Speaking to propaganda officials and state media representatives back in February 2016, President Xi Jinping said that media must be “surnamed Party” — that is, they must “love the Party, serve the Party and protect the Party.” In the same address, he also made clear that the Chinese Communist Party would exercise control not just over news content, the traditional focus of controls, but also over advertising and entertainment. All of these, said Xi, must be surnamed Party.
Released recently by Netease, the online videogame Wildness Action, a shoot-’em-up adventure in which you take part in training for peacekeeping operations, is the latest example of just how far propaganda messages are being extended in the Xi Jinping era. As Quartz and others have reported, the game is festooned with red banners bearing propaganda slogans from the recent 19th National Congress of the CCP.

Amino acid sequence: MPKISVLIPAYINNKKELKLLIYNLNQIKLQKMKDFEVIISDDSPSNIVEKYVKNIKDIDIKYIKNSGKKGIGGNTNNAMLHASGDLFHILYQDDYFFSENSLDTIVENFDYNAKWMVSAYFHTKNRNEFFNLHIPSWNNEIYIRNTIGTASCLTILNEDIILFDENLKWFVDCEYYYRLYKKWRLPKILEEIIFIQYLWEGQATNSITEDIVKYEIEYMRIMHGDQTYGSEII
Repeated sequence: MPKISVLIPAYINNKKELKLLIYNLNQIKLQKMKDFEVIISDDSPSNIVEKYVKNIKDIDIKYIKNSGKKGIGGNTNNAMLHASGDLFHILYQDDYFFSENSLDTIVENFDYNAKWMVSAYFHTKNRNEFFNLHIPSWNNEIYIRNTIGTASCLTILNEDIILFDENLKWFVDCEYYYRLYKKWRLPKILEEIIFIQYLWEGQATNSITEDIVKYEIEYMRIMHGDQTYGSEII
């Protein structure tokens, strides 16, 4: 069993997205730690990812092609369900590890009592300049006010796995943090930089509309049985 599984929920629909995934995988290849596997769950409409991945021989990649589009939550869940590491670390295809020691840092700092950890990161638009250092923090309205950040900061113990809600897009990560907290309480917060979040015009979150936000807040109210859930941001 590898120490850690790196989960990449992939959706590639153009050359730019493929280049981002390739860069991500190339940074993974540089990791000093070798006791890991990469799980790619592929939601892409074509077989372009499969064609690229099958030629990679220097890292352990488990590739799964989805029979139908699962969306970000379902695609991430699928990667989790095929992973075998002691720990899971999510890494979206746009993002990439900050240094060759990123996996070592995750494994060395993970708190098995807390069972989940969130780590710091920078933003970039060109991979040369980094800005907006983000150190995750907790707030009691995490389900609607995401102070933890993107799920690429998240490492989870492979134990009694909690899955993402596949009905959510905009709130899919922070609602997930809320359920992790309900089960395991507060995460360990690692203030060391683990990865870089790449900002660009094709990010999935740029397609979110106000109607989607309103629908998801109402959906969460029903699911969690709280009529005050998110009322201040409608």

Chinese authorities have lately had violent online games like PlayerUnknown’s Battlegrounds (PUBG) in their crosshairs, saying they are too violent and lacking in positive messages. This is why Netease — and there are no doubt others to follow — has infused its game with messaging more in line with that of the Party. Preparing for peacekeeping operations? A perfect alignment with China’s longstanding vision of itself as a savior of the developing world. The slogans and buzzwords of Xi Jinping? Fantastic — you can study up on the “spirit” of the 19th Congress as you shoot from the hip.
The slogan on the image at the top, posted by Quartz, reads: “Do not forget where you started, hold tight to your mission” (不忘初心 牢记使命). This is one of the key phrases introduced by Xi Jinping in recent months, conveying the idea that Party officials, and the country, must stick to the path of socialism with Chinese characteristics — the utmost aspect of which, naturally, is the rule of the Chinese Communist Party.
The survival of the regime is, well, no game.

David Bandurski

CMP Director

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